I have to confess: I don’t really love how donating blood makes me feel. I mean that in the physical sense, although it’s kind of creeping into the emotional realm as well: there was a moment, however brief, yesterday where I wondered what would happen if I told the blood suckers I’d changed my mind and got out of the chair right before the technician started.
I started donating more than four gallons ago. And we could use that to do some math, because you donate a pint at a time, one pint every two months, but I can’t ever remember how many pints are in a gallon, and then there were the times I missed, due to illness or other obligations . . . it’s just easier to say I started donating when Rachelle and Tina worked at Pat’s.
At some point back then all high school seniors were required to do a civics project. Civics not as in a class, but as in a civic service to the community. The most popular thing to do was fund-raisers of various sorts, which almost invariably meant hitting up the downtown businesses for donations. I would have preferred the seniors to have been encouraged to visit folks at the senior care center, or rake someone’s lawn, anything that gave of themselves rather than giving of the downtown merchants.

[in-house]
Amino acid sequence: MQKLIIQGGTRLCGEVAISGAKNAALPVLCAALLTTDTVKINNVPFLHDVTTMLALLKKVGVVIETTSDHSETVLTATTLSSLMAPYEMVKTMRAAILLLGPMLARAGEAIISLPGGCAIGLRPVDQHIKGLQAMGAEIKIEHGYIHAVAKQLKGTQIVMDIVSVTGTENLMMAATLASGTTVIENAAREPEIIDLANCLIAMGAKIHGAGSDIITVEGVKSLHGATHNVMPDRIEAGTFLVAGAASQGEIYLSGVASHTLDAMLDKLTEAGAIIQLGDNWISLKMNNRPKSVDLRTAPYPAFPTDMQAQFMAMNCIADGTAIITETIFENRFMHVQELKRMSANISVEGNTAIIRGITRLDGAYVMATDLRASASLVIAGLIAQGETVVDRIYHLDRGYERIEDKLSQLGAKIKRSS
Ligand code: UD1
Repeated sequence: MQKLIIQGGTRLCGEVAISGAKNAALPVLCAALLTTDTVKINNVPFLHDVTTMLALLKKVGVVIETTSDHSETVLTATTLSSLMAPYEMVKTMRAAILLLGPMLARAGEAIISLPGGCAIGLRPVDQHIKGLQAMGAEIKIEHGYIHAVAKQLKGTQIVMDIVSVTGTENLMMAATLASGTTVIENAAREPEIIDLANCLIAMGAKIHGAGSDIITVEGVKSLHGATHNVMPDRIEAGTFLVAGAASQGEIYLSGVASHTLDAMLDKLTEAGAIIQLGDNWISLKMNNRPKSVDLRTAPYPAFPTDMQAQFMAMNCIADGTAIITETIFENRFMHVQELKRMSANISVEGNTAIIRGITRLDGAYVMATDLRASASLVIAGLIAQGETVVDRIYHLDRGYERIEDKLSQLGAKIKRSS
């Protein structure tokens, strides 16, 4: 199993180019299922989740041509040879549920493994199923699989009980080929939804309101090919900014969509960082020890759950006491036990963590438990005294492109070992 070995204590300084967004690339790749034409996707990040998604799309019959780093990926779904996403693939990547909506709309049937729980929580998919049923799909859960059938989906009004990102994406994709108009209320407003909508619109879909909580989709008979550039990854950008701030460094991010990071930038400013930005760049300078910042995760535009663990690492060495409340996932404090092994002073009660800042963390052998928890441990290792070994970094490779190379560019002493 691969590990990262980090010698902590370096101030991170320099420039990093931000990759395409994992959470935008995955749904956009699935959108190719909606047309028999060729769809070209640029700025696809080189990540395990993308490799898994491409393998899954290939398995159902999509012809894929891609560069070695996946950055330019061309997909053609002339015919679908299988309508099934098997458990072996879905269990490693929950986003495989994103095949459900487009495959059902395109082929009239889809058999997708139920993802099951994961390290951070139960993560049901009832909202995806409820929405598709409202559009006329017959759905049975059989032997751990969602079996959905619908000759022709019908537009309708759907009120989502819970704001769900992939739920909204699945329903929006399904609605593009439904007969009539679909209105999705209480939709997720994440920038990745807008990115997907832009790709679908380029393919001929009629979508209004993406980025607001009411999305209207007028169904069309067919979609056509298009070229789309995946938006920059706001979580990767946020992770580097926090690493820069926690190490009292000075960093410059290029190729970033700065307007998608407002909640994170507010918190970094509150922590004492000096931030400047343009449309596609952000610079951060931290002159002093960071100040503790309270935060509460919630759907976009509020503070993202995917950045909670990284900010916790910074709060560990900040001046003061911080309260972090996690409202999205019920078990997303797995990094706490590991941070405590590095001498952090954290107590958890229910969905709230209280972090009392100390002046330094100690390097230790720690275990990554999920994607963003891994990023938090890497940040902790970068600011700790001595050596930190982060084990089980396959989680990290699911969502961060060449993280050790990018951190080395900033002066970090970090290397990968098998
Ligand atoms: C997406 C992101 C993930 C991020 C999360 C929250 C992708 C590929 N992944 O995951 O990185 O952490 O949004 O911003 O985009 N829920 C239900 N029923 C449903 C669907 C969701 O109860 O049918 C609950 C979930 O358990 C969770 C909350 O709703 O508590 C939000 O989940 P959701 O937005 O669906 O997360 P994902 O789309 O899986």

But one year one of the Roper boys (Josh, perhaps?) arranged for St. Mary’s Hospital out of Grand Junction to bring its bloodmobile. Rachelle and Tina determined to go, and I decided to go with them.
Prior to that, I had always hedged when given any chance to donate blood. (At the time, there were very few chances here in Gunnison, so not a big hedge.) My sister Tia was always looking for opportunities; but the thought of needles creeped me out, and I just said “no,” even though I knew I should be donating. For some reason, I decided to go with Rachelle and Tina.
And it turned out to be a fairly painless process. The worst part is early on, when they poke your finger for a drop of blood to test your hemoglobin level. Lynn, who pokes her own fingers multiple times per day to test her blood sugar, tells me I’m a baby, but when I say something to the blood people, they tell me many people have the same complaint.
The bloodmobile from St. Mary’s didn’t come on any regular basis, but it turned out that the largest blood bank in the state does offer a regular routine. “St. Mary’s” is easy to pronounce; “Bonfils” is harder. It must be French: Bon-fees, although I imagine a true French person wouldn’t pronounce the S. And now that doesn’t matter as much, because Bonfils got folded into a nationwide organization: Vitalant, which comes with more pronunciation options than it should. The correct one is VY-tal-ent, like “vital” and “talent,” I suppose. It comes with a dumb name and a very flimsy donor card, but their company color is a bright purple, so that’s fun.
Rachelle moved on from Pat’s but Ben (Current Ben) replaced her, so Tina, Ben and I became part of the Bonfils’ regulars, giving blood every couple of months on company time. Brandon arrived and joined us; Tina left; Liz came along; Brandon left; then Liz; and now it’s just Ben and me.